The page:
Biology

Self-Incompatibility Triggers Irreversible Oxidative Modification of Proteins in Incompatible Pollen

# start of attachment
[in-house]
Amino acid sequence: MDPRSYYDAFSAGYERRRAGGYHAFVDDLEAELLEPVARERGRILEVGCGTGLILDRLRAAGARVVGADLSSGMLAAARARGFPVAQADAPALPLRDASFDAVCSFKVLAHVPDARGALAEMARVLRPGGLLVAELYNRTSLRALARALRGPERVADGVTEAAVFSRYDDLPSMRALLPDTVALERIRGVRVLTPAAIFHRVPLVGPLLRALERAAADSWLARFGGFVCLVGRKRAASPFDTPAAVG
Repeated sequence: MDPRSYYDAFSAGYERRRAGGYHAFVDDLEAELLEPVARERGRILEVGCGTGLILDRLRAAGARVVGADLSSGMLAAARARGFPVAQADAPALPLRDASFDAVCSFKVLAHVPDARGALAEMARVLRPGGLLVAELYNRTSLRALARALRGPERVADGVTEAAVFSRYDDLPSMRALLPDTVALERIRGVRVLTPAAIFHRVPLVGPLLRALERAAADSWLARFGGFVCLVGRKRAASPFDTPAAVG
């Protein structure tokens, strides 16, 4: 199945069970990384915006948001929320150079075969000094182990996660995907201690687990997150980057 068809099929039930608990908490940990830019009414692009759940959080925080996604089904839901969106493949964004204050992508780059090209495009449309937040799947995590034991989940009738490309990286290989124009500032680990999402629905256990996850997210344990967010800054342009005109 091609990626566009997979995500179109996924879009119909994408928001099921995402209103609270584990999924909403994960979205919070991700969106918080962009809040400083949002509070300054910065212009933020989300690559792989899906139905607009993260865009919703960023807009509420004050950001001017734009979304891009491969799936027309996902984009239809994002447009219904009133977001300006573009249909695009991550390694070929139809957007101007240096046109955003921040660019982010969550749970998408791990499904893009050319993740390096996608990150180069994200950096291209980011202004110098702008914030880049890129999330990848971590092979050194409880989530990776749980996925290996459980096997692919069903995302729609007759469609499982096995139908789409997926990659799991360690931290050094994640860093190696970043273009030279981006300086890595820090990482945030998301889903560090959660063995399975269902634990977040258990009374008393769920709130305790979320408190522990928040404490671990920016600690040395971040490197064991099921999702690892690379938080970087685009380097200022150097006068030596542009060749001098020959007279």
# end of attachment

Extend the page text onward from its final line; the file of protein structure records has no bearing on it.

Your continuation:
Self-incompatibility (SI) is used by many angiosperms to prevent self-fertilization and inbreeding. In common poppy (Papaver rhoeas), interaction of cognate pollen and pistil S-determinants triggers programmed cell death (PCD) of incompatible pollen. We previously identified that reactive oxygen species (ROS) signal to SI-PCD. ROS-induced oxidative posttranslational modifications (oxPTMs) can regulate protein structure and function. Here, we have identified and mapped oxPTMs triggered by SI in incompatible pollen. Notably, SI-induced pollen had numerous irreversible oxidative modifications, while untreated pollen had virtually none. Our data provide a valuable analysis of the protein targets of ROS in the context of SI-induction and comprise a benchmark because currently there are few reports of irreversible oxPTMs in plants. Strikingly, cytoskeletal proteins and enzymes involved in energy metabolism are a prominent target of ROS. Oxidative modifications to a phosphomimic form of a pyrophosphatase result in a reduction of its activity. Therefore, our results demonstrate irreversible oxidation of pollen proteins during SI and provide evidence that this modification can affect protein function. We suggest that this reduction in cellular activity could lead to PCD.

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